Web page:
3-D Technology and Housing Market: A Game Changer?

Mon Sep 13, 2021 by on Real Estate

3-D Technology and Housing Market: A Game Changer?

A potential disruptor in home construction is the advent of 3-D printed homes. Not only does the use of 3-D printing obviate the current labor and supply shortages, causing an undersupply of available homes to purchase but also provides a more affordable market price for home buyers.

What is a 3-D printed home?

Picture courtesy interestingengineering.com

3-D printed homes are made by using substantial 3-D printers that are able to extrude concrete, plastic, or other building materials through nozzles in order to gradually build the house. These printers and, specifically, their nozzles, are able to move in multiple plains and are robust as they need to be able to operate outdoors on variable terrain.

While 3-D printed homes may be a novelty, they are considered to be the future of the construction industry. A typical 3-D printed two-bedroom home made of cement can take up to one day to be built. While estimates may vary, most agree that the 3-D printed home should last approximately 50 to 60 years.

Currently, there are 3-D printed buildings that have been designed to be biodegradable, for temporary accommodations, for use in disaster relief operations and other short-term housing.

Is 3-D printing a housing disruptor? 

Picture courtesy architectural design

Recently, Realtor.com conducted a survey of over 3,000 adults across the country, finding that, overall, 42% of  consumers, largely millennials (those born between 1981 and 1996) and Generation X members (those born 1965-1980), are aware of this technology and 66% surveyed indicated that they are willing to consider living in a printed home. Higher income urban consumers were more likely to live in a 3 D printed home. Only 16% of those surveyed indicate that they would never consider living in a 3-D printed home, and the demographics of this group were larger Baby Boomers, those born between 1946 to 1964, and the Silent Generation, those  born between 1928 to 1945. The Silent Generation indicated that they prefer the aesthetics of a traditional home as the main drawback to 3-D printing.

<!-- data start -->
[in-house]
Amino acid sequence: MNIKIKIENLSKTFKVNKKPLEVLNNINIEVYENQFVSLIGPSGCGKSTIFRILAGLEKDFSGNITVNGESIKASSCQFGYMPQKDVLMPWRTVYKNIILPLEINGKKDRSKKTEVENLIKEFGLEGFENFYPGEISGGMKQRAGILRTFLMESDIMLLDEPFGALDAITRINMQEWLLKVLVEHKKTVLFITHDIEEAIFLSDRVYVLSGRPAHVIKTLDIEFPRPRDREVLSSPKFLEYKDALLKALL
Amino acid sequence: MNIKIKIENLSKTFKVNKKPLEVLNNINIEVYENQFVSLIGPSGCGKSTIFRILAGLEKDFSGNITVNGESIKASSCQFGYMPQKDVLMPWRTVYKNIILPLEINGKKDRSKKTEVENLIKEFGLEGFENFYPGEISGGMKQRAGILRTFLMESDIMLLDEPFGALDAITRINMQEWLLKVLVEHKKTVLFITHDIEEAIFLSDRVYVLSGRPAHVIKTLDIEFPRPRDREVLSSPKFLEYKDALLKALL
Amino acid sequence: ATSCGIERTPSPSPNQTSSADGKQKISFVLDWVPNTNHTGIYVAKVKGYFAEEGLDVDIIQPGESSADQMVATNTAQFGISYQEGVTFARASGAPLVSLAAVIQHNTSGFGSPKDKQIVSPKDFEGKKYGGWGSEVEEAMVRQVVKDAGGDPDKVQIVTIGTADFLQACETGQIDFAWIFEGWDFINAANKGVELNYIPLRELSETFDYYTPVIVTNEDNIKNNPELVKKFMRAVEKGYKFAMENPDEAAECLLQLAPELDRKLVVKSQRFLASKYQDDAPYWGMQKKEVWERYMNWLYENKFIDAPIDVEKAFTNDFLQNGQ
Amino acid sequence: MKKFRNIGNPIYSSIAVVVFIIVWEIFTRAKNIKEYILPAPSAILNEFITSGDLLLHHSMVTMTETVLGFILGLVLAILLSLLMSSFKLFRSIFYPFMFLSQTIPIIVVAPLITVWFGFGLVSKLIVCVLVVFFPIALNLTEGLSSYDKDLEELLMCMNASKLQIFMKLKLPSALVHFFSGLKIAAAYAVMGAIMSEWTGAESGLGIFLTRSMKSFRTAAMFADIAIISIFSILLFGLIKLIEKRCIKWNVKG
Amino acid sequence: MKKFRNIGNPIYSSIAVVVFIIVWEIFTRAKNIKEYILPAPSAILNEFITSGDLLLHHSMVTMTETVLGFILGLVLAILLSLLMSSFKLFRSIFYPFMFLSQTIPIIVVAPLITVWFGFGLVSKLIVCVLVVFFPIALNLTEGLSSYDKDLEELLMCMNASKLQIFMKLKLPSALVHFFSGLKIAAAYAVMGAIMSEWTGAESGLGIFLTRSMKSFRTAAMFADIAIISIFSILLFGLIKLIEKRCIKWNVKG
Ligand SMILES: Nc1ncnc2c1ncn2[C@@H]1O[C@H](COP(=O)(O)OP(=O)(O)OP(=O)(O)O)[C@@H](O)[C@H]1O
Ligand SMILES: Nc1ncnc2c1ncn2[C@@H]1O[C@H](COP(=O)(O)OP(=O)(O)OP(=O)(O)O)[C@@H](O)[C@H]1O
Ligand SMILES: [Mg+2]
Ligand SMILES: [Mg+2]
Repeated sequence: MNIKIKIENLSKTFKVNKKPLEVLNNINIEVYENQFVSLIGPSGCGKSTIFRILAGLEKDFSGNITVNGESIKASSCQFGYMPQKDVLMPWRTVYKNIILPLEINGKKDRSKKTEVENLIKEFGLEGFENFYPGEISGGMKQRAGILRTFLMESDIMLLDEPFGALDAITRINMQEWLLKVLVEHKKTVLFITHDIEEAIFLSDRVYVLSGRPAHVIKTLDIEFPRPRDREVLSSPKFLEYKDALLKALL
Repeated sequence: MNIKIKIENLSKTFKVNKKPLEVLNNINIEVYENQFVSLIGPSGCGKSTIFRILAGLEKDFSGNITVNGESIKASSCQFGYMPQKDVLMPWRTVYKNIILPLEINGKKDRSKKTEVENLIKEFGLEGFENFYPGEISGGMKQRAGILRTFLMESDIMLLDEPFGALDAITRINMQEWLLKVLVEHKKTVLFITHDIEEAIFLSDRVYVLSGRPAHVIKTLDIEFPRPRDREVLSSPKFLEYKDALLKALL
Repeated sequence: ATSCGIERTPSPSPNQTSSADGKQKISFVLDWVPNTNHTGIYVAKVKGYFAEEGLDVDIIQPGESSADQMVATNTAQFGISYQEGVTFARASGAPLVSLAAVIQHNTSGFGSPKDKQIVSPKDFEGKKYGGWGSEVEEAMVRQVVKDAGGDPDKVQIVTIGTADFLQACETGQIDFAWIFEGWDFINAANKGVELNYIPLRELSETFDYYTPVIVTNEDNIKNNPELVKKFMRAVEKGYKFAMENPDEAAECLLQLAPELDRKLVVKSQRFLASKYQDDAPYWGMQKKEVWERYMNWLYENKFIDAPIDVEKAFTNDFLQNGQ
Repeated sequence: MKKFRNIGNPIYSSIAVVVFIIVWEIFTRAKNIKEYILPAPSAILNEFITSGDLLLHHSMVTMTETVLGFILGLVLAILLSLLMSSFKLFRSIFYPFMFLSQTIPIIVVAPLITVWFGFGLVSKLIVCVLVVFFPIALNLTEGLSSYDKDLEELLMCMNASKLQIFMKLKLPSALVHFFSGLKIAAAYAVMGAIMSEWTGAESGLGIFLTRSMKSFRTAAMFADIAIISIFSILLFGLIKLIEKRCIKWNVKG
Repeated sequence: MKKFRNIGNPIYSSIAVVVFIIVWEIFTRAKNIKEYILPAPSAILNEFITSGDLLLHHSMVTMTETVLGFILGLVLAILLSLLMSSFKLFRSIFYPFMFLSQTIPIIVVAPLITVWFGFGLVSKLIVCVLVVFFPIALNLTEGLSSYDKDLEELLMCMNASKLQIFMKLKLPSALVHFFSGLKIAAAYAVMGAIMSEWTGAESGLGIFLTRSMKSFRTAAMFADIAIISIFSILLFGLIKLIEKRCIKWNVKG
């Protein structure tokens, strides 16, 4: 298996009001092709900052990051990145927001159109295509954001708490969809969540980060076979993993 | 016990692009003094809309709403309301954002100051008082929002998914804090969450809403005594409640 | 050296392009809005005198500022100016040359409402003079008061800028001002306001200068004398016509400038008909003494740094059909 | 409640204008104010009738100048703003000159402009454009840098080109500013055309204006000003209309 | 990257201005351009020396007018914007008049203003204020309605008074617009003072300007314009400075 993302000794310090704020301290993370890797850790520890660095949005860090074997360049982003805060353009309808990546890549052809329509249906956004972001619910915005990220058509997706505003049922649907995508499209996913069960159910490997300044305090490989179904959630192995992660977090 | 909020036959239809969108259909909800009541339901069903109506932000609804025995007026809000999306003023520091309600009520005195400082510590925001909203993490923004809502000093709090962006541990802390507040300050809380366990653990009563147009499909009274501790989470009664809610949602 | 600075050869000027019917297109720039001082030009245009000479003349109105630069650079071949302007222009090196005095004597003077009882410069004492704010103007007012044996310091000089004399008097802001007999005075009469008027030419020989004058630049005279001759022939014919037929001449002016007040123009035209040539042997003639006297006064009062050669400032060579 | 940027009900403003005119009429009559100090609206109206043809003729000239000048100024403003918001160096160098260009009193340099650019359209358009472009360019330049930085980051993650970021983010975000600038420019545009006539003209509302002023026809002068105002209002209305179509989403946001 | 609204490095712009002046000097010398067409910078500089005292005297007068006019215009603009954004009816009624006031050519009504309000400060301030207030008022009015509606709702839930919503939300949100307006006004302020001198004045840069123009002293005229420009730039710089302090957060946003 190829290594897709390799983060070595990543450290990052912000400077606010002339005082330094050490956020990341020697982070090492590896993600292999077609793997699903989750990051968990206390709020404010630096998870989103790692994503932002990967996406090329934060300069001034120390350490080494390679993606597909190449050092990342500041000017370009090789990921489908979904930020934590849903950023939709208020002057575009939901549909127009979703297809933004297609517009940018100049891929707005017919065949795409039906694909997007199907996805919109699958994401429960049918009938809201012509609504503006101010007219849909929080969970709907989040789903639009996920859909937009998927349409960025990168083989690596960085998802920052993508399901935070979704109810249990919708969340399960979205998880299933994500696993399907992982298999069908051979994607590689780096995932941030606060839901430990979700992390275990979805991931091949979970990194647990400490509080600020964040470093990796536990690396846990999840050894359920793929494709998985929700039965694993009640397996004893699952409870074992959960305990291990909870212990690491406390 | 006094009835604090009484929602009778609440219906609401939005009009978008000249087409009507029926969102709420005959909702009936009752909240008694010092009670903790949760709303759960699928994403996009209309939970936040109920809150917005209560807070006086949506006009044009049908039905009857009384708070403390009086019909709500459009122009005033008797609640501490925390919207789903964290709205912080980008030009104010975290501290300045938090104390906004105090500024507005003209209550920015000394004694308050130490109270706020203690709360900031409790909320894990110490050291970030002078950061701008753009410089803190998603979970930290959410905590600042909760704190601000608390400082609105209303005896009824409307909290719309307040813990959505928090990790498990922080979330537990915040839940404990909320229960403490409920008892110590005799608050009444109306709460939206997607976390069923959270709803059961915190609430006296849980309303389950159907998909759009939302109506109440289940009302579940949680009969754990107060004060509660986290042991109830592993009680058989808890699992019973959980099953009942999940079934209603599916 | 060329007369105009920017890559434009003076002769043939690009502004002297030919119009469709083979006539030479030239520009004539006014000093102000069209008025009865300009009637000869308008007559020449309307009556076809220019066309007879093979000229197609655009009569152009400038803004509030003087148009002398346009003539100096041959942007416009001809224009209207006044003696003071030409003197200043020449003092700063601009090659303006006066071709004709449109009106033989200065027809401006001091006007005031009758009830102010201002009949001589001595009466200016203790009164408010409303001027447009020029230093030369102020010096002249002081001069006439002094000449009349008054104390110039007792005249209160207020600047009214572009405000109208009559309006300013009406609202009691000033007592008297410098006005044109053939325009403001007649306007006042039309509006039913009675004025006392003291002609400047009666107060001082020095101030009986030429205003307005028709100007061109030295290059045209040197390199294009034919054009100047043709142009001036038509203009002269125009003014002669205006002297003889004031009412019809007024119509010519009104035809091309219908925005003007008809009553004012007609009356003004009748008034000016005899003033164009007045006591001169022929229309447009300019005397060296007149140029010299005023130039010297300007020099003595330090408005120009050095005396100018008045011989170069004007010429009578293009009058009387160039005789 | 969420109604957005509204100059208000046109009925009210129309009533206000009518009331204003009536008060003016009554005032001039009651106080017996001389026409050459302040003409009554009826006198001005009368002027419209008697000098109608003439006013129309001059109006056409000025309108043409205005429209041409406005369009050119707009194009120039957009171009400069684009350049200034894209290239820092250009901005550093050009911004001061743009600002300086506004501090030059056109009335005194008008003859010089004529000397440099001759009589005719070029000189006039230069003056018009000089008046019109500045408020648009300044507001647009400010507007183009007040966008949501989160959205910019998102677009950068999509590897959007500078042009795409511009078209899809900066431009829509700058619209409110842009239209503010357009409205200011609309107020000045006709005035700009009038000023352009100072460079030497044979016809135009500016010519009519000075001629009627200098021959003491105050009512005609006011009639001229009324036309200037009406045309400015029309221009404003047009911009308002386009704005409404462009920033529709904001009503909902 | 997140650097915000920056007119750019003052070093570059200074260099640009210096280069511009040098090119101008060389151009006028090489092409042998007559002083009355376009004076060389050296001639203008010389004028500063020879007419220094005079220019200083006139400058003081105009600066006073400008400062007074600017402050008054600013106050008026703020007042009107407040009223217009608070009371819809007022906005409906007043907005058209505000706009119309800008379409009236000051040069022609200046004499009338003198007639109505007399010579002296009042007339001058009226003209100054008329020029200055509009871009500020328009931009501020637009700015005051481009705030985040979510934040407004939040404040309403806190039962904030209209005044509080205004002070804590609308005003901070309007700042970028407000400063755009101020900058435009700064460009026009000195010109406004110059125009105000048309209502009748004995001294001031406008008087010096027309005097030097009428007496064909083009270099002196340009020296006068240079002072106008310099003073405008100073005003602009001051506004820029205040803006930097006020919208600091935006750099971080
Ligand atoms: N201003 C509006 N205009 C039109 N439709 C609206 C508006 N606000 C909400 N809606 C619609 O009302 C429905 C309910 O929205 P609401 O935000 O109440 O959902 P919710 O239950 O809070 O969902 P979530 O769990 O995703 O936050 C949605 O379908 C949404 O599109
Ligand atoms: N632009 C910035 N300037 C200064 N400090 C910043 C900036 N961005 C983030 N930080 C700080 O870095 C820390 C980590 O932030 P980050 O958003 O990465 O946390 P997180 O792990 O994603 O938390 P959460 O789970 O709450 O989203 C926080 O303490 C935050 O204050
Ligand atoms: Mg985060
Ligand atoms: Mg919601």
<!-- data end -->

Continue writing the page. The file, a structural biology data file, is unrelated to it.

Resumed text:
The three reasons why those surveyed indicated that they would live in a 3-D printed home included cost, energy efficiency, and higher resistance to natural disasters. At the same time, those who were hesitant to embrace this technology  indicated an uncertainty as to the long-term viability of the technology.

Regardless of opinion, all surveyed recognized that 3-D home construction is not only an alternative but also complements current construction methods. Further, most surveyed, especially Millennials and Gen Xers, as well as urban and higher income consumers, believe that 3-D home construction is the future of home building.

Florida’s first 3-D printed house, a three- bedroom, two- bathroom home, is located in Tallahassee.

One company constructing 3-D printed home, ICON, is planning 3-D printed homes for housing at all income levels.  In particular, ICON, is currently constructing a 3-D printed home community on 51-acres called Community First! Village that will house approximately 480 formerly homeless people in Austin, Texas. The 3-D printed homes will be 400 square feet.  ICON is also building its first mainstream residential project, offering up to  2,000 square feet 3-D printed  two-story single-family homes in Austin.

Real Estate Agents and 3-D Printed Homes

Picture Courtesy© Ron Ulp

A  Patchogue, NY based construction tech company, SQ4D, is the first to offer a 3-D printed house for sale on MLS. Realty Connect USA had a 1,400 square foot house in Riverhead, NY in January for $299,999—by March, the house had a buyer and gone under contract over asking price-even though the house had not even been printed yet.

Options and Alternatives

3-D home construction is evolving, and yet complements traditional home construction which is currently hampered by heightened labor and supply shortages due to the pandemic. 3-D home pricing appeals across  demographics and is considered a more affordable option. Will it eventually be a construction disrupter? Time will tell but at least home buyers will have options.

Should you have a real estate legal issue, our team at Oppenheim Law may be reached at 954-384-6114. Should you need assistance with a real estate purchase or sale, our title company, Weston Title & Escrow, Inc. can be reached at 954-384-6168.

Roy Oppenheim

From the Trenches

Tags: 3D printed homes, Is 3-D printing a housing disruptor?, Real Estate Agents and 3-D Printed Homes, What is a 3-D printed home?

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